Aluminous ore produced by intense humid tropical
weathering of limestone, basalt, shale, marl, or virtually
any igneous, metamorphic, or sedimentary rock. Intense tropical
weathering of the parent rocks removes soluble material,
leaving the insoluble alumina, iron, and some silica behind in
laterite and bauxite deposits. It is typically a reddish brown,
yellow, or whitish rock consisting of amorphous or crystalline
hydrous aluminum oxides and hydroxides (gibbsite,
boehmite, and diaspore) along with free silica, silt, iron
hydroxides, and clay minerals. The bauxite may form concretionary,
pisolitic, or oolitic forms, and may form dense or
earthy horizons in the laterites. It may be either a residual or
transported component of lateritic clay deposits in tropical
and subtropical environments, and it is the principal economic
ore of aluminum. Several different types of bauxite may be
distinguished. Orthobauxites consist of massive red gibbsite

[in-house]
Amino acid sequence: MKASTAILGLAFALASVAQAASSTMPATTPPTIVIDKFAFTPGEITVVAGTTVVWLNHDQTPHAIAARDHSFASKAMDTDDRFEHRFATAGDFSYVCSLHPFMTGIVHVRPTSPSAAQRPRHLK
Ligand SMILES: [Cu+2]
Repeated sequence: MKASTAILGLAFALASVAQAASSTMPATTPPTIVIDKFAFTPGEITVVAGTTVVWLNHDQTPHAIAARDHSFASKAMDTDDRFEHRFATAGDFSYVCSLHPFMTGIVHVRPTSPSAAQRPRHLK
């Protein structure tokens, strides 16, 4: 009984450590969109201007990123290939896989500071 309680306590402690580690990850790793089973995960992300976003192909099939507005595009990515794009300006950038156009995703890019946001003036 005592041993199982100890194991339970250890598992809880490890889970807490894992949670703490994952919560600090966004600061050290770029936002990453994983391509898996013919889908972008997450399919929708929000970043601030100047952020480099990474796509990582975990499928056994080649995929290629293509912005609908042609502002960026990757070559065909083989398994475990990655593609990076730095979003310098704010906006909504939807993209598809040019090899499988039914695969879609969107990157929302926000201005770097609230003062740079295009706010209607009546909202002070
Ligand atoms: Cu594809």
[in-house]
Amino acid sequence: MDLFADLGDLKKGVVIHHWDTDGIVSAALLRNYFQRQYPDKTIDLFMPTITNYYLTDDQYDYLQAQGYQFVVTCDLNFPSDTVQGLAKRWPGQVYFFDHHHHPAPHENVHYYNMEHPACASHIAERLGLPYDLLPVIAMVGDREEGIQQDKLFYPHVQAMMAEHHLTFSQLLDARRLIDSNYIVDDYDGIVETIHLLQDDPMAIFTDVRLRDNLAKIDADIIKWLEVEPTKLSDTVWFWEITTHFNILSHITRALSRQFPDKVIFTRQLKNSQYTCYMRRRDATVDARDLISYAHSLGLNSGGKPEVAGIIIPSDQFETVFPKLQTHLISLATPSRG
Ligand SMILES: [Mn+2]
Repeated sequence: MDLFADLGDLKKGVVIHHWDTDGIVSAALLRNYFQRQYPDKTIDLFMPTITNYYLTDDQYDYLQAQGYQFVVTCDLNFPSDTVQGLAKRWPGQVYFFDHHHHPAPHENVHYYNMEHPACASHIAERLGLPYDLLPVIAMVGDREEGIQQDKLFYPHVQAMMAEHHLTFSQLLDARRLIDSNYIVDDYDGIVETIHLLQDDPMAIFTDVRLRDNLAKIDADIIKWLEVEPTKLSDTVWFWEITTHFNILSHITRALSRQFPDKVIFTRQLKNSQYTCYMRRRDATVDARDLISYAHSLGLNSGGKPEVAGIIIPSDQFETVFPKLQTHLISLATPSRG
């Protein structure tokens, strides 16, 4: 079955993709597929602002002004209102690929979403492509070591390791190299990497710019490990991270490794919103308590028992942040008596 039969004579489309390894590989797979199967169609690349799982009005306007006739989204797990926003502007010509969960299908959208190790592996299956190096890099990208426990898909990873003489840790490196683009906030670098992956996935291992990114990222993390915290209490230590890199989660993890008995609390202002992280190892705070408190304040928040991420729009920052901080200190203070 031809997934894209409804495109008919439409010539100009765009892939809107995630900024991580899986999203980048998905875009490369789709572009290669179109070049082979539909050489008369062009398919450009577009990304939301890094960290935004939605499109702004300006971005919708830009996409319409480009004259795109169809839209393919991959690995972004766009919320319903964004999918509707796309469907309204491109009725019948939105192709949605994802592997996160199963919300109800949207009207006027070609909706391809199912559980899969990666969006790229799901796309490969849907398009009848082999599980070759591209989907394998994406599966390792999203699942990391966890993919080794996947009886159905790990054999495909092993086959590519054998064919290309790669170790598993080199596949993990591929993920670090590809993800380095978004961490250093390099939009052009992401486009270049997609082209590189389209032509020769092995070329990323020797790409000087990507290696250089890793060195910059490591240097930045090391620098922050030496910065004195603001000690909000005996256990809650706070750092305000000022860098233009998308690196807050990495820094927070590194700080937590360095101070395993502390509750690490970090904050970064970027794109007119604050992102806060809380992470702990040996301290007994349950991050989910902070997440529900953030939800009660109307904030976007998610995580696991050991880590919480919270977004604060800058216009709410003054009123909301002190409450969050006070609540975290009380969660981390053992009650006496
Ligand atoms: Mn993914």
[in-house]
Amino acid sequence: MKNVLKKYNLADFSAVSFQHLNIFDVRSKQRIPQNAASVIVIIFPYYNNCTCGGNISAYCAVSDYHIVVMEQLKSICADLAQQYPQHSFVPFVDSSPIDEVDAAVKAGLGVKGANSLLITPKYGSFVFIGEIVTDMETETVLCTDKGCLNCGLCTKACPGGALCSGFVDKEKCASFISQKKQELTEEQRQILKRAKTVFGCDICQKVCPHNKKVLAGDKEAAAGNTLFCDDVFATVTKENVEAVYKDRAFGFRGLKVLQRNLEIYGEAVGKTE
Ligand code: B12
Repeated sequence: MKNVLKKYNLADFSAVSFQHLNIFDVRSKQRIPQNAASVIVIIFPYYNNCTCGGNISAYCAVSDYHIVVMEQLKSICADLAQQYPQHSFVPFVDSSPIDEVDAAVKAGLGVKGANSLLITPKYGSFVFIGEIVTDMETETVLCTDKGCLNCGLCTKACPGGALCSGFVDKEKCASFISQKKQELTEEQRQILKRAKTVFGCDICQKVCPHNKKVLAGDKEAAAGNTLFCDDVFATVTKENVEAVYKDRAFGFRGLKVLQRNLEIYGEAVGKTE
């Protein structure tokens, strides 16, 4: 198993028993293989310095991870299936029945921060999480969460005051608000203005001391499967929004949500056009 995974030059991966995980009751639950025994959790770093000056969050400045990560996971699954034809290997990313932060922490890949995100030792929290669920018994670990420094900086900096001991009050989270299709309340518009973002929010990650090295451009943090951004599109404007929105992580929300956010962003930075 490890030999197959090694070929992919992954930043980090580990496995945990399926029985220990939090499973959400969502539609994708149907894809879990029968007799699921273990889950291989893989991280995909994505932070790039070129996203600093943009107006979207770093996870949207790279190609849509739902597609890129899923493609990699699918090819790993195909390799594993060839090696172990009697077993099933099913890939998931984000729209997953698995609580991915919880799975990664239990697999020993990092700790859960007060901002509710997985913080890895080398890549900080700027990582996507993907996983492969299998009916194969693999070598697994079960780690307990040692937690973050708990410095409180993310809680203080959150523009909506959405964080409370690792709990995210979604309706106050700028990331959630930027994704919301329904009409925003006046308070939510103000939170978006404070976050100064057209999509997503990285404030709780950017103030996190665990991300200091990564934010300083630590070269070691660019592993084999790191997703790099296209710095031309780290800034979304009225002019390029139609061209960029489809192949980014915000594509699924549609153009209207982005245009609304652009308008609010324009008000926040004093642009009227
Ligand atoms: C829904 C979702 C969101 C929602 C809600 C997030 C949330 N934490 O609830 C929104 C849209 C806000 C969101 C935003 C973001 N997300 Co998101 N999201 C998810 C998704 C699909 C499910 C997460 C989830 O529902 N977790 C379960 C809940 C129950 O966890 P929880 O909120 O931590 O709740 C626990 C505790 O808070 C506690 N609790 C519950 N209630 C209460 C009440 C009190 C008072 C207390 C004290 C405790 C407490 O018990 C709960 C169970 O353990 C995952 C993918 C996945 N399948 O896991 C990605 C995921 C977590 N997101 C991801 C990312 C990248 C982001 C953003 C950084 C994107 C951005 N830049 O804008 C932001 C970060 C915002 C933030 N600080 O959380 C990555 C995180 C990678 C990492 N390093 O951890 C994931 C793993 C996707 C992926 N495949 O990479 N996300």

and are typically overlain by an iron-rich crust called a hardcap.
Metabauxites are white, boehmitic deposits that have
pisolitic structures, are poor in iron, and are typically underlain
by kaolinitic nodular iron-rich crusts known as ferricrete.
They are thought to represent orthobauxites that have
been transformed into metabauxites under arid weathering
conditions. Cryptobauxites are orthobauxites that form
under extremely humid environmental conditions and are
overlain by an organic rich soft kaolinite horizon. Bauxites
are common in Jamaica and the Caribbean and occur with
laterites in India, Africa, and Asia. The term bauxite comes
from Les Baux de Provence, near Arles in southern France.
See also LATERITE.
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